“Well, I was brought up in a time when…”
Those words can lead to heartwarming stories, or exaggerations that cause us to giggle when Grandma tells it, as in, “When I was a child I had to walk five miles through an alligator infested swamp, carrying my sister, brother, and three hound dogs to get to school, all before sunup, in a dress, barefoot in the snow.” Well, we solved Grandma’s problem with modern conveniences. I’m not discounting the hardships our ancestor faced. I have only been inconvenienced, living in my backyard during this renovation, for a month now. Even with a working restroom, running water, and electricity in the house, this “totally sucks,” to borrow a phrase from my teenaged former students.
That’s another thing. I was brought up in a time when saying, “That sucks,” to a teacher garnered you a one-way ticket out the front door of the school for a few days and more than likely a whippin’ at home. Now, I say “that sucks” more than I’d like to admit. Oh, and the threat, “I’ll knock you back to Sunday,” would land my mamma in jail now, but I’m still here and she never beat me. She told my dad and he administered the punishment with the “snake,” a long black belt that we would have to unhook from the closet door and present for the whippin’. We were also sent to “pick out a switch,” and we better be selective. Bringing back a switch that could do no damage meant the adult would go get one of his or her own. Bad move.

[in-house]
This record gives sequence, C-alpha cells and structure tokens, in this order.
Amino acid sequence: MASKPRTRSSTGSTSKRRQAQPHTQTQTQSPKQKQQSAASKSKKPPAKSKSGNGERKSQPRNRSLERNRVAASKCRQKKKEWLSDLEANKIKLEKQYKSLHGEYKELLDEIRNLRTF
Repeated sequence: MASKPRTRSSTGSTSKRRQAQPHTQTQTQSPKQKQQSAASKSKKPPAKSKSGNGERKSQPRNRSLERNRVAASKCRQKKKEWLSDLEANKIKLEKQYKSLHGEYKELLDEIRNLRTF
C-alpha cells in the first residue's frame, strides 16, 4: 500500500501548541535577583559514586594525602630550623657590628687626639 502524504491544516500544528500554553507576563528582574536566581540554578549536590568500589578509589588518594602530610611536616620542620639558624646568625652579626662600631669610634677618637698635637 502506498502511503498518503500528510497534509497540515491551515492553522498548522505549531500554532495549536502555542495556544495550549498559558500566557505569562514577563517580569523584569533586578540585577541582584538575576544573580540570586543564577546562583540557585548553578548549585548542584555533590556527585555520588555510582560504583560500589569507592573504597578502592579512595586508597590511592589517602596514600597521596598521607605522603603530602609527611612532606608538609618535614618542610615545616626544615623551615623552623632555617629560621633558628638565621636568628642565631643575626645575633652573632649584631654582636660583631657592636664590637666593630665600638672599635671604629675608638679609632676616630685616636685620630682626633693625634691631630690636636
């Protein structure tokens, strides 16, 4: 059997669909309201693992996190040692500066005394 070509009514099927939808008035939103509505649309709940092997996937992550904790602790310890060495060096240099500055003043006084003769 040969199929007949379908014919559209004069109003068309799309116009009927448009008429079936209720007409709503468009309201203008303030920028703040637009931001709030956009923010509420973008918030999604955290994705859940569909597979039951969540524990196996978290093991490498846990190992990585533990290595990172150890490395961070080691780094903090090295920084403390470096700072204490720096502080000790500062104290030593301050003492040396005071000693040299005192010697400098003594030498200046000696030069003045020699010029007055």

Yes, I was brought up in a time when you beat your kids into submission. I’m not bitter about it, but I am glad that I chose not to do that to my child. I spanked mine once and that did it for me. He was almost seven when it happened and I refused to ever do it again. I learned the way I was brought up had no bearing on how I disciplined my child. I progressed beyond corporal punishment.
“Well, I was brought up in a time when…” is often used to cover deeply ingrained beliefs that are un-retainable in a progressive, more advanced society. The next time I hear someone say, “I was brought up in a time when,” or “I was brought up to believe,” seconds before they use it as an excuse to be bigoted and ignorant, I think I’ll remind them of some of the status quo beliefs of my childhood, which turned out to be as wrong as the people who clung to archaic beliefs and the past without learning from it:
I was born in 1961, and was brought up in a time when…
· The black men called my grandfather and his friends Mr., not out of respect, but out of fear of being thought disrespectful.
· We were told whites were the superior race and they alone should decide what was best for all others.
· We watched mixed race couples jailed. We saw mixed race children ostracized and bullied.
· We were told that God separated the races. Oh, and that he was an old white man with white hair that could strike us dead just for thinking the bible might be a bit behind the times—on the spot, dead, lightning bolt through the head and all, but you didn’t just die, you were going burn in hell for all eternity.
· We were told if they said it in church it was true. (I always thought the flawed "the earth is flat" doctrine took care of that fallacy.)
· We watched the same people, who now cheer loudly from the grandstands, deny black athletes had a place on the playing fields with their white children, or in their classrooms.